It is no secret that sustainability has become a buzzword. From the fashion industry to the food industry, companies are constantly striving to be more ‘sustainable’. At Better Packaging Co. we’re not ditching ‘sustainability’ because it’s gone mainstream, we’re saying sayonara because it is simply not enough.
To truly begin to undo the damage mankind has done to the environment, we need to go beyond sustainability and adopt a regenerative approach instead.
Sustainable actions focus on conserving resources and preventing further damage to the environment, whereas regeneration seeks to improve and restore them. Both of these approaches are important and necessary to ensure the long-term health of our planet and its people, but they are not necessarily interchangeable.
Regenerative practices focus on restoring resources and ecosystems back to their natural state and are vital for the long term health of our planet.
By adopting a regenerative approach, we can also help to build a world that is naturally more resilient to the effects of climate change. Regenerative agriculture, for example, can help to reduce the amount of carbon dioxide in the atmosphere, improve soil health and increase biodiversity. Composting food waste and then reintroducing those nutrients to the depleted soil is a great example of regeneration. There are also groups (like our #BetterFriends Coral Gardeners) working tirelessly to restore coral reefs to revive reef ecosystems.
Regeneration means removing pollutants, eliminating invasive species, reforestation and replanting natives and is especially important in areas that have been damaged or compromised by human activity, such as clear-cut logging or unsustainable farming. In fact, ‘Project Drawdown’ published a global analysis of exactly which climate “solutions” had the best chance of slowing global warming and demonstrated Bamboo planting to be one of the best ways to regenerate degraded land (abandoned farms, landfills, old mining sites and the like) and also create highly efficient carbon sinks at the same time.
Regeneration can also apply to communities whose social fabric has been eroded by commercialisation or whose livelihoods have been negatively impacted by factors like climate change or pollution. They too can be restored or supported to become more resilient to the pressures of the modern world.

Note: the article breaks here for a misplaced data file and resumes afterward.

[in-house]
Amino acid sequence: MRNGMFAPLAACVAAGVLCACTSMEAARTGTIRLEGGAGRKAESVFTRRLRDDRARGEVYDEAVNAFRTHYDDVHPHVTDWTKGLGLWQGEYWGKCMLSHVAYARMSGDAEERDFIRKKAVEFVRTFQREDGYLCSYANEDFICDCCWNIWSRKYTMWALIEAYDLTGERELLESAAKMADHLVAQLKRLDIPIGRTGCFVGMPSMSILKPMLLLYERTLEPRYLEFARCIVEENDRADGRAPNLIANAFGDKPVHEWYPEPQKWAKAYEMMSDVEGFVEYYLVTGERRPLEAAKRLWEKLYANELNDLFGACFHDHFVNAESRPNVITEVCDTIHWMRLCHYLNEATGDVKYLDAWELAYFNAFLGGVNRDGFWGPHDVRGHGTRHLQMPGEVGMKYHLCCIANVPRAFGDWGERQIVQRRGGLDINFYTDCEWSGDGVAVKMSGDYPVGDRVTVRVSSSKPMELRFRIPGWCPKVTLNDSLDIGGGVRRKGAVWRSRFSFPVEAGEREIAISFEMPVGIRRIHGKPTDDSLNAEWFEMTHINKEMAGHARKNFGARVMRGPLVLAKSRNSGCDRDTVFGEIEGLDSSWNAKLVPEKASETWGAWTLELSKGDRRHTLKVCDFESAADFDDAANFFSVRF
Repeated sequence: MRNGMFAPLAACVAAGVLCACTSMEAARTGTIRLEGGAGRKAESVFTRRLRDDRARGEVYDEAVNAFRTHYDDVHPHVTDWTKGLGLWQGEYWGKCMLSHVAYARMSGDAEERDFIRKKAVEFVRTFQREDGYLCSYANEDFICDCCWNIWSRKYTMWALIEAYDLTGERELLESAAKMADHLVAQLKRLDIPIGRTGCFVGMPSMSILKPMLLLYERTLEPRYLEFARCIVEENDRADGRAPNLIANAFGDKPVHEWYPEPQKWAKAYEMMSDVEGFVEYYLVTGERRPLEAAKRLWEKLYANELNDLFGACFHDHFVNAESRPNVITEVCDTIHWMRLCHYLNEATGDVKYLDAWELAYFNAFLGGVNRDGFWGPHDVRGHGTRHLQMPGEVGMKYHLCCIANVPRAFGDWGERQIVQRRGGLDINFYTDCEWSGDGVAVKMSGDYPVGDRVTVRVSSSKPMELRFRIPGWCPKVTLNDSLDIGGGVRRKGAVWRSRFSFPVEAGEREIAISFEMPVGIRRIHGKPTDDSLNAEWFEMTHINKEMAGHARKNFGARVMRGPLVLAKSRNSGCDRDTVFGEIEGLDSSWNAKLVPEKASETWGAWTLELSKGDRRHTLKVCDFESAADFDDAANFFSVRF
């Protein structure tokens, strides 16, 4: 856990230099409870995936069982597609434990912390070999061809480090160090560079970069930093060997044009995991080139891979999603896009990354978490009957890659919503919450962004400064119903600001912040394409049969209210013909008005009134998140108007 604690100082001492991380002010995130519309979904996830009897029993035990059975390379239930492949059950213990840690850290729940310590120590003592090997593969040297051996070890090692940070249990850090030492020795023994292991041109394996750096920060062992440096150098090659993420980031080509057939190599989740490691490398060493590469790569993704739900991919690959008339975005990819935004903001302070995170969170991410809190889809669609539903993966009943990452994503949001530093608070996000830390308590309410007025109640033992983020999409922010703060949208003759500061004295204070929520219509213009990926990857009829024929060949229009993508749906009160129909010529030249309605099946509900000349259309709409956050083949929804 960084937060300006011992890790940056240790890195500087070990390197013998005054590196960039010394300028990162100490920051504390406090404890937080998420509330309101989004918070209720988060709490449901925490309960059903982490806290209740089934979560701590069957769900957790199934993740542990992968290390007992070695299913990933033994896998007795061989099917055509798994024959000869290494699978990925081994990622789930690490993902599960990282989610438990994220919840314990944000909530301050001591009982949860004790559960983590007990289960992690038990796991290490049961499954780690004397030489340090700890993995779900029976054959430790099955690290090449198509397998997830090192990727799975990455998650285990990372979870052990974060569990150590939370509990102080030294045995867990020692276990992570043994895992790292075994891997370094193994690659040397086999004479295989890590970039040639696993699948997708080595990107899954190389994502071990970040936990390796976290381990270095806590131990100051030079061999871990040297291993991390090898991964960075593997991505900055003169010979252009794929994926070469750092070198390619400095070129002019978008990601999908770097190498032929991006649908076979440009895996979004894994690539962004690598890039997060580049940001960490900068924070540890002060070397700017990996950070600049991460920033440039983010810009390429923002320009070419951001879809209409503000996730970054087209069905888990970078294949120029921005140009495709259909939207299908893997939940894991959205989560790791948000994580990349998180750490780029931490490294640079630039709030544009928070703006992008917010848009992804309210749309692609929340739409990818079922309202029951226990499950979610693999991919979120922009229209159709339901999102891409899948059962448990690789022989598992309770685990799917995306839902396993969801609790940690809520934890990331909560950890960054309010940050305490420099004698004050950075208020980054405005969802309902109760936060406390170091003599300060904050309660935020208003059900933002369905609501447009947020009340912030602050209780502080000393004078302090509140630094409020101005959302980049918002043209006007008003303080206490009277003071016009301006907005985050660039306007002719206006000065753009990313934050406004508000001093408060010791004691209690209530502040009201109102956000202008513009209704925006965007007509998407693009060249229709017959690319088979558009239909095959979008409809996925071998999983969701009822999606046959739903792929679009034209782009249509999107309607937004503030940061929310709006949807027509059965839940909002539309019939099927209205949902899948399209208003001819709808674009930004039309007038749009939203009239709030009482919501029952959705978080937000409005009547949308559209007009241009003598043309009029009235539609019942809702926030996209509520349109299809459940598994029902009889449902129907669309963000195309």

By taking regenerative actions, these ecosystems and communities can be restored to a healthier, more diverse state. An example of this is the practice of agroforestry, which combines traditional farming techniques with forest conservation, allowing for the restoration of natural habitats and the creation of more diverse, productive agricultural systems.
Put simply, regeneration makes things better, and that’s what we’re all about because quite frankly, the planet deserves Better.
If tomorrow, the world stopped producing any more new (virgin) plastic that would be an awesome thing (hallelujah!!). It would be a sustainable thing because it would mean the world is not becoming burdened with any more plastic. However it would not solve the issue of what to do with all the plastic currently in the world.
Our world first, award-winning POLLAST!C range is a great example of how it is possible to create a commercial incentive for regeneration. POLLAST!C packaging is made from recycled plastic pollution rescued from the environment to prevent it from making its way into the ocean. By making something out of pollution, we put a value on its collection – it makes it worthwhile for people to clean it up. And by cleaning it up we improve the quality of these coastal communities, many of which are reliant on the ocean for their livelihoods. We also improve the ability of the ocean to act as a carbon sink because when plastic enters the ocean and inevitably becomes microplastics, it can’t sequester carbon dioxide as well.
That’s why we're proud to say we’re not a sustainable packaging company any more, we’re a regenerative one instead!